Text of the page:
A CHANGING ENVIRONMENT

6. Although communication technologies have dominated the discourse around recent developments in information and communications, there have [also] been fundamental changes in the wider communication environment...

  • New technologies, principally in the form of the internet and mobile telecommunications, are creating new opportunities for disseminating information...
  • A major liberalisation of the media in the developing world, transforming...print and broadcast media from a largely government owned, monopolistic and uncreative environment to a more dynamic, popular, democratic, creative and complex one...
  • Liberalisation has led...to the emergence of [a] consumer led...urban centred communication infrastructure, one...less interested in the concerns of the poor, and...decreasingly interested in providing news and information to its audiences...
  • State run broadcasting systems have found it difficult to transform...into public broadcasting entities...
  • Globalisation and transnational ownership of the media is resulting in...increasing numbers of mainstream developing country media institutions being bought by transnational conglomerates...
  • Women continue to suffer marginalisation in and from communication networks...
    

HIV BECOMES POLITICAL AGAIN: TREATMENT, STIGMA, MEN

7. Since the beginning of the epidemic... civil society and AIDS support organisations in developing countries have struggled to make their voice heard internationally... [and unlike those formed around issues of women's rights, an] international HIV/AIDS civil society coalition has not emerged...perhaps because there was not a clear issue around which concrete demands for action could be made...
 
8. At the end of the 1990s, that issue potentially emerged in the form of access to treatment for HIV/AIDS. Arguably for the first time, organisations in the South were able to set their own agenda, demands and priorities... Millions of people in South Africa, Brazil and elsewhere who...formerly regarded the issue of HIV/AIDS as one of public health and sexual behaviour have been drawn into a debate marking it out as an issue of economic justice and human rights. International lobbying has led to...concessions by international pharmaceutical companies to reduce the prices of ARVs and...to...concessions over intellectual property rights at the WTO.

9. A growing movement to confront HIV/AIDS related stigma is taking on a new profile and energy. UNAIDS has designated the issue as the focus of the next World AIDS Campaign.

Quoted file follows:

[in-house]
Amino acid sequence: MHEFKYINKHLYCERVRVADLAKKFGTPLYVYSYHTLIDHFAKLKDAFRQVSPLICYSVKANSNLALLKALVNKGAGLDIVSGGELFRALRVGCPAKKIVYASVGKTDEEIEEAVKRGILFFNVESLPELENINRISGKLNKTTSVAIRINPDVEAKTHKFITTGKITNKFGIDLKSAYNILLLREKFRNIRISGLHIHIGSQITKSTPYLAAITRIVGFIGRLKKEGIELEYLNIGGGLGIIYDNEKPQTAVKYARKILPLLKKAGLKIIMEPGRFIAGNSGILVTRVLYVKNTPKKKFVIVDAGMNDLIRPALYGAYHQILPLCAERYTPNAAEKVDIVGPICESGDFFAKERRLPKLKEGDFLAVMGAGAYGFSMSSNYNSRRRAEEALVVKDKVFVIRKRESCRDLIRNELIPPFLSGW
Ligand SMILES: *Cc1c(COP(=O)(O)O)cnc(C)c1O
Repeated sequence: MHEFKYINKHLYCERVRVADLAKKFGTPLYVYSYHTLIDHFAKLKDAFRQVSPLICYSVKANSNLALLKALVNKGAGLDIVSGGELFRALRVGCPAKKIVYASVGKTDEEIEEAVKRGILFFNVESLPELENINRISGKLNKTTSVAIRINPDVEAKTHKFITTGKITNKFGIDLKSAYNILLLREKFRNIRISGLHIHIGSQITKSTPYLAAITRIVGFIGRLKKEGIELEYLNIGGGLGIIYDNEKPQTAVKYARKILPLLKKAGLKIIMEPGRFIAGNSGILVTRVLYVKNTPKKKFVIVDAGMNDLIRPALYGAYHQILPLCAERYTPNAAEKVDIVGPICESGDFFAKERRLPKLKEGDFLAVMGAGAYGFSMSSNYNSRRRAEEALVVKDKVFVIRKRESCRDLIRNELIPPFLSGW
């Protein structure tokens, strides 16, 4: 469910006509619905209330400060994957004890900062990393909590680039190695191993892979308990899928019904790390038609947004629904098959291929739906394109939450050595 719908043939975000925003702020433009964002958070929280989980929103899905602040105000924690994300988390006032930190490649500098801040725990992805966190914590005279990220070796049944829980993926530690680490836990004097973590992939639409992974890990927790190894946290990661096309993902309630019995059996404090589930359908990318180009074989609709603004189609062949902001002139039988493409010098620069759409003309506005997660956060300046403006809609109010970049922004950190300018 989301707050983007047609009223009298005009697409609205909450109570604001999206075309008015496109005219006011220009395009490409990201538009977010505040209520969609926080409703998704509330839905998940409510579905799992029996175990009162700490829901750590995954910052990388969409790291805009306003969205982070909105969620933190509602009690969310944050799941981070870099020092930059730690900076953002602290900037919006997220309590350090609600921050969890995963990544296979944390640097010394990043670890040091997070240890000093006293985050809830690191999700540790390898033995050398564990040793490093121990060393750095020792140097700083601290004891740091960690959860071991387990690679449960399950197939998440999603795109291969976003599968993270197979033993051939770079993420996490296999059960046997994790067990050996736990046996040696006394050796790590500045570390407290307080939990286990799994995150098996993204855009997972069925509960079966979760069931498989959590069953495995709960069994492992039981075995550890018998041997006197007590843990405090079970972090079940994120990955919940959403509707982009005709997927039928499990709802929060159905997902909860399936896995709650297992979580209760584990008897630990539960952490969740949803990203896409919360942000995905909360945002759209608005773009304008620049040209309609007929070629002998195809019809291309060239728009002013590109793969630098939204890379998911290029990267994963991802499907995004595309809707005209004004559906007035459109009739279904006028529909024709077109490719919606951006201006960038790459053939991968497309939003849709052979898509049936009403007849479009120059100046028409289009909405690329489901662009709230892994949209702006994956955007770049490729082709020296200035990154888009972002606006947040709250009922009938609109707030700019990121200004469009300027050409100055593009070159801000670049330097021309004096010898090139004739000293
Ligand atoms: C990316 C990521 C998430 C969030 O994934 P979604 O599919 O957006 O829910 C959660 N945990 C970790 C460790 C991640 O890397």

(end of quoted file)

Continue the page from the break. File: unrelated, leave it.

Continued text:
CHALLENGE: IMMEDIATE ACTION OR NECESSARY REFLECTION?

10. 2 responses are facing communicators:

  • The "emergency" response - the epidemic is now so devastating that we need to rapidly scale up the time, resources and energies putting the strategies we've already developed into action on the ground, and less time theorising...
  • Reflection leading to long term strategic action - it is the demand for quick, measurable results that has created a field made up of large, donor driven, top down communication interventions which have...proved both unsustainable in securing behaviour change and have not addressed the underlying causes of the epidemic...and, that the increasing complexity of developing country societies, prompted by greater liberalisation, and more complex media systems and horizontal communication patterns in society demand fresh thinking and approaches.


SHOULD WE ACCELERATE AN EMERGENCY RESPONSE? OR IS IT TIME TO ASSESS THE STRATEGIES USED SO FAR?

SHOULD WE CONTINUE WITH A PREDOMINANTLY BEHAVIOURAL APPROACH WITH AN EMPHASIS ON SEXUAL BEHAVIOUR? OR SHOULD WE EXPAND THE CULTURAL AND CSC BASED STRATEGIES PROPOSED BY THE UNAIDS & ROCKEFELLER NETWORKS?

DOES THE CHANGING COMMUNICATION ENVIRONMENT IN MOST COUNTRIES DEMAND A CHANGE IN STRATEGY? OR CAN WE ADAPT THE PRESENT STRATEGIES TO THAT NEW ENVIRONMENT?

SHOULD HIV/AIDS COMMUNICATION STRATEGIES BECOME LESS OR MORE POLITICAL?

Have you discussed these issues within your organisation? We would like to know your thinking. Please send insights to Warren Feek wfeek@comminit.com

The Drum Beat seeks to cover the full range of communication for development activities. Inclusion of an item does not imply endorsement or support by The Partners.

Please send material for The Drum Beat to the Editor - Deborah Heimann dheimann@comminit.com